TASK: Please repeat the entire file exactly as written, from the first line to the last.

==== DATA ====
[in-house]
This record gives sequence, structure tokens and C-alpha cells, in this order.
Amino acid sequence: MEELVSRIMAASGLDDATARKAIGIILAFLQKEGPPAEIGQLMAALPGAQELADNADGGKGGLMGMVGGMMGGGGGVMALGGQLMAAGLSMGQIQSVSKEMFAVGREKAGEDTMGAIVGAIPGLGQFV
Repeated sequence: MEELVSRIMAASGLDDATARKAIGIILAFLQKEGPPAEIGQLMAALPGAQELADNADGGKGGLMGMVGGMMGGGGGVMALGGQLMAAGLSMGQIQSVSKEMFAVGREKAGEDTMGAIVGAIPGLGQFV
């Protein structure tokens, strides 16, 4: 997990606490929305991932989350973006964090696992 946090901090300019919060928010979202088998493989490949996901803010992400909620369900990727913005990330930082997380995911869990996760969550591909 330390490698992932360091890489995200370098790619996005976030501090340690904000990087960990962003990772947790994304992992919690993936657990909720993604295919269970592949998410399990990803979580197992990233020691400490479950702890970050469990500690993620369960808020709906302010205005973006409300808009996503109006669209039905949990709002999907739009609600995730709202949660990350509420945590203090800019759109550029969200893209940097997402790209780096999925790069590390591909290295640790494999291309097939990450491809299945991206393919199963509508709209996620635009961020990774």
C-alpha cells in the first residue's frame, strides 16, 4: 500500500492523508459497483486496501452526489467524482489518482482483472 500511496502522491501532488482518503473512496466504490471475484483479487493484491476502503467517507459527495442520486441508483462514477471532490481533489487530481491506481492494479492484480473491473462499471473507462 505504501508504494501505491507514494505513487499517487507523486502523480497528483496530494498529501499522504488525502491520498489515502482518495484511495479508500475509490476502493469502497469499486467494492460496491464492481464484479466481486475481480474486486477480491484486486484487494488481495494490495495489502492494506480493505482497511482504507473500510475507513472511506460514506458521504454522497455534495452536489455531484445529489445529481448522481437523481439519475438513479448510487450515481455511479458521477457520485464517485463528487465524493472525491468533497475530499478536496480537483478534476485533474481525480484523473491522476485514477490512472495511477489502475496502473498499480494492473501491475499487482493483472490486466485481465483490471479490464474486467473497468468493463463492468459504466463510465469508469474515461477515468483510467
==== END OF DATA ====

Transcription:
[in-house]
This record gives sequence, structure tokens and C-alpha cells, in this order.
Amino acid sequence: MEELVSRIMAASGLDDATARKAIGIILAFLQKEGPPAEIGQLMAALPGAQELADNADGGKGGLMGMVGGMMGGGGGVMALGGQLMAAGLSMGQIQSVSKEMFAVGREKAGEDTMGAIVGAIPGLGQFV
Repeated sequence: MEELVSRIMAASGLDDATARKAIGIILAFLQKEGPPAEIGQLMAALPGAQELADNADGGKGGLMGMVGGMMGGGGGVMALGGQLMAAGLSMGQIQSVSKEMFAVGREKAGEDTMGAIVGAIPGLGQFV
């Protein structure tokens, strides 16, 4: 997990606490929305991932989350973006964090696992 946090901090300019919060928010979202088998493989490949996901803010992400909620369900990727913005990330930082997380995911869990996760969550591909 330390490698992932360091890489995200370098790619996005976030501090340690904000990087960990962003990772947790994304992992919690993936657990909720993604295919269970592949998410399990990803979580197992990233020691400490479950702890970050469990500690993620369960808020709906302010205005973006409300808009996503109006669209039905949990709002999907739009609600995730709202949660990350509420945590203090800019759109550029969200893209940097997402790209780096999925790069590390591909290295640790494999291309097939990450491809299945991206393919199963509508709209996620635009961020990774």
C-alpha cells in the first residue's frame, strides 16, 4: 500500500492523508459497483486496501452526489467524482489518482482483472 500511496502522491501532488482518503473512496466504490471475484483479487493484491476502503467517507459527495442520486441508483462514477471532490481533489487530481491506481492494479492484480473491473462499471473507462 505504501508504494501505491507514494505513487499517487507523486502523480497528483496530494498529501499522504488525502491520498489515502482518495484511495479508500475509490476502493469502497469499486467494492460496491464492481464484479466481486475481480474486486477480491484486486484487494488481495494490495495489502492494506480493505482497511482504507473500510475507513472511506460514506458521504454522497455534495452536489455531484445529489445529481448522481437523481439519475438513479448510487450515481455511479458521477457520485464517485463528487465524493472525491468533497475530499478536496480537483478534476485533474481525480484523473491522476485514477490512472495511477489502475496502473498499480494492473501491475499487482493483472490486466485481465483490471479490464474486467473497468468493463463492468459504466463510465469508469474515461477515468483510467